Our Teachers


Susan Baxter

Back in the eighties when I was an engineering student, there was talk about taking Underwater Basket weaving as an easy elective. No such course existed at Clarkson, but after I graduated, I received a basket making kit. Best present ever as I have been weaving ever since. With over 33 years of weaving experience, I still find challenge, intrigue and delight with basket design and creation.

Flo Hoppe

Flo Hoppe has been a full-time studio artist, teacher and author since 1971. She teaches and exhibits worldwide. Her published books include Wicker Basketry, Contemporary Wicker Basketry, and Plaited Basketry with Birch Bark.

Marilyn Parr

I started weaving over 40 years ago, making my first basket at a Community Education class. From that first class, the addiction began. About 10 years ago I taught my first class using my own designs. I also work with a couple of Amish gentlemen that help me with wood and leather. Traveling to several states and even on a cruise, I have made so many friends. Just wish I had started this journey earlier in life!

Carolyn Kemp

I’ve been weaving since the early 1980’s and continue to be challenged and inspired by the basketmakers of the past and the weavers of today. I worked for years with my business partner Lyn Siler on numerous instruction books and patterns and have taught classes in many parts of the country. I love teaching. My favorite materials are birch bark, watercolor paper and fiber splint.

Dianne Stanton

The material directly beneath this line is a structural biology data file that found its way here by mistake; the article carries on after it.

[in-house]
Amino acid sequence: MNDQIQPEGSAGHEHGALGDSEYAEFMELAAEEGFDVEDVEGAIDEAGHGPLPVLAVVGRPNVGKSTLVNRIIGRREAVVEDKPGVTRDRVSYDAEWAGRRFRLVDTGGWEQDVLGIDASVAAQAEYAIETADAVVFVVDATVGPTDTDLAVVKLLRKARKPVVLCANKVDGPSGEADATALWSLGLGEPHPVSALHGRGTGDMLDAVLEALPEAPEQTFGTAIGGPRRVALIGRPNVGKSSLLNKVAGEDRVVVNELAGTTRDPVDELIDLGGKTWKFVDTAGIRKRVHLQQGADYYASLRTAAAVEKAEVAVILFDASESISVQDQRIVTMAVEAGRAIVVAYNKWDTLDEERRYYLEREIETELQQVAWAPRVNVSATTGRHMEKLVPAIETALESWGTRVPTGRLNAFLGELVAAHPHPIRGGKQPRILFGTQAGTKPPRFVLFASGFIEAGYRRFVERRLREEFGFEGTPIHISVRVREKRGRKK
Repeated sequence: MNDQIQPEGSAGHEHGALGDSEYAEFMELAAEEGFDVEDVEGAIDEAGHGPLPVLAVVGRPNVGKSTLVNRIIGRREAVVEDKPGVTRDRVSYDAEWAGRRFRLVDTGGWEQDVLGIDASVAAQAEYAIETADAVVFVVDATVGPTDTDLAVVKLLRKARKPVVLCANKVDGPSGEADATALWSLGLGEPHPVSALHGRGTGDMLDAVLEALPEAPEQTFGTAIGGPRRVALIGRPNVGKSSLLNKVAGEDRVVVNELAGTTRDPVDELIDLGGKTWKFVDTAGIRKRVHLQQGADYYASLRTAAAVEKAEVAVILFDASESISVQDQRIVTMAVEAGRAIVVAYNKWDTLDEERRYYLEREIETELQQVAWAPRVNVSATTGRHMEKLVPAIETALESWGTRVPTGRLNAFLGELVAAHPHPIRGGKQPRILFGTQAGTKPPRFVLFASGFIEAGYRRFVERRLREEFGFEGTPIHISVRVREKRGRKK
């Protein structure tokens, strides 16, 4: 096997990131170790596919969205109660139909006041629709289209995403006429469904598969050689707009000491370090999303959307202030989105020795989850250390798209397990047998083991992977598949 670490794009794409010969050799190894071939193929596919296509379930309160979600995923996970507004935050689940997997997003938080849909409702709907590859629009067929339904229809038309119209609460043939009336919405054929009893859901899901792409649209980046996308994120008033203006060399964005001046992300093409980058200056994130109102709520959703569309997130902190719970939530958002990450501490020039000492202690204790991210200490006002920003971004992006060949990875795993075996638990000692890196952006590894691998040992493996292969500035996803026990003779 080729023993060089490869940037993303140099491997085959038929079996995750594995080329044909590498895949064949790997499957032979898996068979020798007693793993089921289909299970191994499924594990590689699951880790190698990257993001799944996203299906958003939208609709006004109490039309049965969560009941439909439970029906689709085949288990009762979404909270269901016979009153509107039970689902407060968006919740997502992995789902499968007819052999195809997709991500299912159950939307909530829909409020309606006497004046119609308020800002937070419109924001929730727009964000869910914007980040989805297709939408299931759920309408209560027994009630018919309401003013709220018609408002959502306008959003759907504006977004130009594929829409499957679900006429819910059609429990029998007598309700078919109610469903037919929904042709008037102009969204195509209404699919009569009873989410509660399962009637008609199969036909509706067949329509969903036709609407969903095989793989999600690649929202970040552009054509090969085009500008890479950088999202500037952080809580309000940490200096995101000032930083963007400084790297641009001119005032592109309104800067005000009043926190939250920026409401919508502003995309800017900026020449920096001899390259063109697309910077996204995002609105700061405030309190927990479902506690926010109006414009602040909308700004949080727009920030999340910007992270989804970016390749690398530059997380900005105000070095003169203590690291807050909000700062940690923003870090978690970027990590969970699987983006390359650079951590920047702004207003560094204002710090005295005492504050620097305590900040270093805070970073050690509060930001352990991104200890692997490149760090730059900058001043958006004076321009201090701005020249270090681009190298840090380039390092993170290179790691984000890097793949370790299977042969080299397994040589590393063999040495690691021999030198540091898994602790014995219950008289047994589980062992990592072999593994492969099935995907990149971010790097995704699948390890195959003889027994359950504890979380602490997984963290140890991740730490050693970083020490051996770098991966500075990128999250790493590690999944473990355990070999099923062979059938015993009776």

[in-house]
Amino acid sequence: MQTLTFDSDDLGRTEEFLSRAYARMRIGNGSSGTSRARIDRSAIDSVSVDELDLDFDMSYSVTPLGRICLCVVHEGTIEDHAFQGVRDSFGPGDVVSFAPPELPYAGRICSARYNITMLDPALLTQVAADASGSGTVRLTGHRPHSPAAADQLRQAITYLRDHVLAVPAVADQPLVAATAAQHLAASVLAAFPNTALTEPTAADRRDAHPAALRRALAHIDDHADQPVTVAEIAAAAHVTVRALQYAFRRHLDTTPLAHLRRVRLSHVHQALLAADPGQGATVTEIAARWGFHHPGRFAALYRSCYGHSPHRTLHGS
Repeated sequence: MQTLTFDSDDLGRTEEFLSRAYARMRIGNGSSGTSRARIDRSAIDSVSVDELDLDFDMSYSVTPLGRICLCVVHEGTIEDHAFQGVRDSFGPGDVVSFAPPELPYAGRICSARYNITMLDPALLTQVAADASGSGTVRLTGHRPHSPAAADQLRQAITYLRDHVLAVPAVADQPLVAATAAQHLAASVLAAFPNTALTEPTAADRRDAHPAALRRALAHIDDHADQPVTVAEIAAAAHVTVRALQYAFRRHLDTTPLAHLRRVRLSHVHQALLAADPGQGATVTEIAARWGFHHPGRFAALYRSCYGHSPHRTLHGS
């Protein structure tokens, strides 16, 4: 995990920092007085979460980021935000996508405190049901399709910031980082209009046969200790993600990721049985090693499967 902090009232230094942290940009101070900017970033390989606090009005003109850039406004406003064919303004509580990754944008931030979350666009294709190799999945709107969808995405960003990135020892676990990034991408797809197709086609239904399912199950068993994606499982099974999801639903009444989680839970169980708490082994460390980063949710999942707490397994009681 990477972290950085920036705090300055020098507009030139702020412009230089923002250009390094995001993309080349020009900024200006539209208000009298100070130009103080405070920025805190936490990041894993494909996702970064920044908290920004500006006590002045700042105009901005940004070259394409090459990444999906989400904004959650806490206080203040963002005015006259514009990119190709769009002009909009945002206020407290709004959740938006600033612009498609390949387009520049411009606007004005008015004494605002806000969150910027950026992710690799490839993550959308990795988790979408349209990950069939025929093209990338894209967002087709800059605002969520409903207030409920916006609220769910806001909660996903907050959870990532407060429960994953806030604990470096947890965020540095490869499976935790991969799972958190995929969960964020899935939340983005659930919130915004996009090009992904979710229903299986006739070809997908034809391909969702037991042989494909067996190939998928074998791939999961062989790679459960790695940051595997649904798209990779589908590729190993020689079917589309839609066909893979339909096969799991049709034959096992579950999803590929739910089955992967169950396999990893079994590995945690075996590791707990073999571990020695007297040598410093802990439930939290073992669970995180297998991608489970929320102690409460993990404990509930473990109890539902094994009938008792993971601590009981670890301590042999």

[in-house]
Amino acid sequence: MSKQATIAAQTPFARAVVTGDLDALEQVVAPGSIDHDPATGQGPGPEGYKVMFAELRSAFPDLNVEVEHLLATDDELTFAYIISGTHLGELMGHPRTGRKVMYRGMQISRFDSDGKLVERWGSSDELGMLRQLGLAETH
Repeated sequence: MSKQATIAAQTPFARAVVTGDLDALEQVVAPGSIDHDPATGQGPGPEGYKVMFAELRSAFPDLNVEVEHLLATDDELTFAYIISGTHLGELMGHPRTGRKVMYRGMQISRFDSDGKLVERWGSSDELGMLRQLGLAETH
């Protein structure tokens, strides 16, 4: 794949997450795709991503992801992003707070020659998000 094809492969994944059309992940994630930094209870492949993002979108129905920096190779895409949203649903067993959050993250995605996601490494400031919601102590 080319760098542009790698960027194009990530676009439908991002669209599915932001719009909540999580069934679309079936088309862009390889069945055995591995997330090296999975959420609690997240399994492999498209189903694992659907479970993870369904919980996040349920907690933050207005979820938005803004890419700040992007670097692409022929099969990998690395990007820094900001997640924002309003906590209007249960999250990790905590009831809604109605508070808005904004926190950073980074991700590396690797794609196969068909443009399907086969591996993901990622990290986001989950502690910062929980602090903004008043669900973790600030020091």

Dianne’s vast wealth of knowledge in all styles of basketry is evident, as is her repertoire of classes that ranges from bark to ash, twining to twill, sweetgrass coiling and hand shaping. Inspiration for her artwork comes from nature, Native American basketry and her family. She has taught at major basketry conferences throughout the country, as well as Canada and Japan. Dianne has been making baskets since 1977.

Sandy Bulgrin

Sandy has been teaching basket weaving for over 38 years, having started by instructing 4-H children, which she continues today. Sandy enjoys teaching at the museums in her area along with many continuing education programs in the schools in Wisconsin and Illinois. She has taught at many state’s basket events, gourd events and retreats. Sandy organizes the Basket Weaving Cruise.

JoAnn Kelly Catsos

JoAnn is an award-winning traditional black ash splint basketmaker and teacher living in the Catskill Mountains in NY.  JoAnn’s husband, Steve harvests the black ash trees, processes the logs into splint and together they make the wooden molds, handles and rims needed for each basket. She exhibits and teaches nationally.  She is a recipient of the Certificate of Excellence in Basketmaking: level I from the HGA.  Her baskets are in private and public collections, including the Smithsonian American Art Museum.  www.joannkellycatsos.com

Pam Doubleday Wilson

Pamela Wilson finds great satisfaction in creating beautiful works, and in sharing her love of basket makings with other weavers. She has taught for Central Pennsylvania Basket Weavers Guild, Deer Creek Basket Guild, Bedford Basket Guild, High Country Basket Guild, Tidewater Basketry Guild, Penn-Jersey Basket Weavers Guild, Northeast Basketmakers Guild, Wildwood Basket Guild. She is a longtime member of the National Basketry Organization. She holds a BFA from the University of Oklahoma and MFA from Florida State University.

Bonnie Gale

​Bonnie Gale has been teaching traditional willow basketry for 40 years. She has taught hundreds of guilds, art schools, basket conventions and to all ages across North America. She is the recipient of many awards, including a NYFA Artist Fellowship as well as being featured in numerous television programs, books and articles. Since 2004, she has completed over 50 living willow structures. Recently, she started making willow caskets. Her web sites include www.bonniegale.com, www.livingwillow.info and www.americanwillowcaskets.com

Bev Larson